The 5 Secrets for a Successful Green Business Plan

Planning Your Way to Green Business Success
Mar 30, 2010 2:00 PM ET
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The 5 Secrets for a Successful Green Business Plan

Green businesses provide a powerful opportunity to make money and make a difference in the world. Every day I talk with green entrepreneurs and small business owners driven by the desire to build a better world, but sometimes good intentions are not enough. If you want your green business to reach its goals you need to take care of fundamentals like planning, and take care of it well. I recently met with Tim Cassidy of Green Business, who shared his secrets for creating a green business plan that will get you where you want to go.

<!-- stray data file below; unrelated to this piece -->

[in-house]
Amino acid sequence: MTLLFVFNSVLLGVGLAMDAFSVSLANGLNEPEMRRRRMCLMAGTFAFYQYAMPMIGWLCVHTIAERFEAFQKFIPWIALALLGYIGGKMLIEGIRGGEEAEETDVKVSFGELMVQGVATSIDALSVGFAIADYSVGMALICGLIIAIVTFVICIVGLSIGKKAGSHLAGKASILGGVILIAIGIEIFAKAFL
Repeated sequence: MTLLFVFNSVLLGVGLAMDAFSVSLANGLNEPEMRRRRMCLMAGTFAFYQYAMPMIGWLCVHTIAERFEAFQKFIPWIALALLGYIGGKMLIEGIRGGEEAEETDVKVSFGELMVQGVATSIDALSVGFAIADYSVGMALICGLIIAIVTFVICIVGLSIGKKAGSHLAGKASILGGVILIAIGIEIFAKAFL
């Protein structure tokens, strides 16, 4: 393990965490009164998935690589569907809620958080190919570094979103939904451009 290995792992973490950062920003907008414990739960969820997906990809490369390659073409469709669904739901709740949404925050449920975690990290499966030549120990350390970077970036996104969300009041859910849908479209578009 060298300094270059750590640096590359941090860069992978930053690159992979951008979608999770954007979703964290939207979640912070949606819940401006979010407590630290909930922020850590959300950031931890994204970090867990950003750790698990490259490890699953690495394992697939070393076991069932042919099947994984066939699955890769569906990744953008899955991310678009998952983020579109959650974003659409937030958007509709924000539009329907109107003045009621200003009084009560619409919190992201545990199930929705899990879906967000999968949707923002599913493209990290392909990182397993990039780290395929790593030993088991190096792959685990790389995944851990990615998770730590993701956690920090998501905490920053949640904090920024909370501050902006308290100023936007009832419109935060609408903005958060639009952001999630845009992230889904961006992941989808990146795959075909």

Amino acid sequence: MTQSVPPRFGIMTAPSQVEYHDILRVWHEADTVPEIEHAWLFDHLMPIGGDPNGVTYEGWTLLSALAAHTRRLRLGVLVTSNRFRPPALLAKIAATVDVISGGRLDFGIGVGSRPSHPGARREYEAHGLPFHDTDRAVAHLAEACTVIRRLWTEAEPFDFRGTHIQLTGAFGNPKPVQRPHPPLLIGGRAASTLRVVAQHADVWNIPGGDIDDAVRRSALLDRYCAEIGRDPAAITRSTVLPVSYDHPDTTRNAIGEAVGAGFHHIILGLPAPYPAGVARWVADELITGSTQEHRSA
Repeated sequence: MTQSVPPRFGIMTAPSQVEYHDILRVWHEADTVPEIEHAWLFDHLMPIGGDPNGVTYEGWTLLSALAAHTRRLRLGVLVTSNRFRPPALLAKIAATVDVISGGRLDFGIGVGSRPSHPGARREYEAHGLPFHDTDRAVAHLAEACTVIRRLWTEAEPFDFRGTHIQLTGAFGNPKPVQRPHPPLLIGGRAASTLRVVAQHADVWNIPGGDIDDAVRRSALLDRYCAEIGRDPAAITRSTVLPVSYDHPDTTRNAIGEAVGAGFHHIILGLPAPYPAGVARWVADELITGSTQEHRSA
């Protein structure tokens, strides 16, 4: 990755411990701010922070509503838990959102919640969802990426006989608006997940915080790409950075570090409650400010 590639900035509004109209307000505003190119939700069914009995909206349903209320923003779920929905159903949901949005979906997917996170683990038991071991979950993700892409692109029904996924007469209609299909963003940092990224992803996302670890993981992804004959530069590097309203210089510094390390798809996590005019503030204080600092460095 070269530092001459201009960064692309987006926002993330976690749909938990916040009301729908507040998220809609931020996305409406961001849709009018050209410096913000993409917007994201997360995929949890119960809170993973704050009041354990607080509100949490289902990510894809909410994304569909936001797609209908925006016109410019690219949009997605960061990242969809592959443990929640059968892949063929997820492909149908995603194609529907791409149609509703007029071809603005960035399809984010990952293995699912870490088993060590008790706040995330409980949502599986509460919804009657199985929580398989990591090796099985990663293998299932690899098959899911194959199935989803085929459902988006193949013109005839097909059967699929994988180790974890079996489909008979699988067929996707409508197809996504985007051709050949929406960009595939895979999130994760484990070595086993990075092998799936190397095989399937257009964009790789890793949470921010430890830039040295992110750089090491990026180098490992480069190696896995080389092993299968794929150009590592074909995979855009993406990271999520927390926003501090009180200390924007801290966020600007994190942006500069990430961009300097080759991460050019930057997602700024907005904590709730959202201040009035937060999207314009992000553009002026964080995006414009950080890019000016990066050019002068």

A good business plan clarifies your thinking about your business, making it clear where you want to go and how you’ll get there, and can be essential for securing investment. While people are often intimidated by business plans and do their best to avoid it, they don’t have to do it on their own. They can get help from experts like Tim Cassidy, CEO at, starting with a free initial consultation about your plan.   Tim has worked for years helping people from many different industries, and is now helping a broad range of green businesses with business planning and raising money. He knows his stuff and he’s the kind of guy who comes right out and tells you what he thinks, providing honest constructive criticism. Tim helps business owners and entrepreneurs to put together plans, strategies, and funding for businesses in a wide range of green businesses, including solar, wind, biofuels, clothing, cleaning, building, eco-travel, organic food, and many other fields.    When Tim sits down and looks over business plan folks send him, he often finds similar challenges. The most common problems with green business plans include:   1) Too Much Use of Templates and Software                                A plan created from a software template typically falls far short of your business needs, often reflecting the deficiencies of the template you start with.  Presenting investors with a plan obviously derived from a template will not impress them. If your business is creating a unique business installing water conservation hardware for landscaping in the high end residential market, your plan should be as unique as your business is.   2)  The Executive Summary is Missing   Not everyone has time to read a full business plan so you’ll need a short version, an executive summary, to send first. “Most investors or lenders only want to read an Executive Summary and then, if interested, they will ask for the complete business plan,” says Cassidy.  If you are developing a solar installer business, summarize in the clearest terms what your mission is, where your business stands today, and your goals for the future. The more concrete and to the point, the better.     3) Insufficient Market Analysis   “Market Analysis including Market Penetration and Competitive Analysis almost always fall far short of the type of depth analysis investors expect in plans we receive,” Cassidy says.  Reaching the market with your business requires crystalline clarity about what your business is all about. If you have a solar business, what market niche are you targeting, how large is that market, and how much of this market can you take? Who are your competitors in this niche? You need to have clear and substantiated answers in your plan for all of this.    4) Financial Projections Are Thin   “Internal financial projections usually fall far short in meeting the needs and expectations of either a senior executive at a lender and his ‘bean-counter’ or an investor and his trusted accountant,” says Cassidy.   Even if your mission relates to the health of the planet, you business still needs clear financials that show how they’ll make money. Sticking to the expected format for financials and providing sufficient details like notes on assumptions will allow quick edits for investors or banks.    5) The Plan is Not Understandable to People In Other Fields   Not everyone will be as immersed in green as you are. If you’re in the business of green building supplies, the potential of the green building market may seem obvious to you but it won’t be for everyone. “You are so close to your business that it is easy to assume others know the same important details about your industry and company,” says Cassidy. You may not sufficiently define items such as the competition or industry resources like reports from the US Green Building Council.     All of these errors can be readily fixed with a little help from an experienced hand like Tim. The better your plan us, the quicker you'll get where you want to go.  Getting help from experts is a great investment if it helps you achieve your vision of green business success for yourself and for us all.    Contact: Glenn Croston, Starting Up Green (858) 997-7984 

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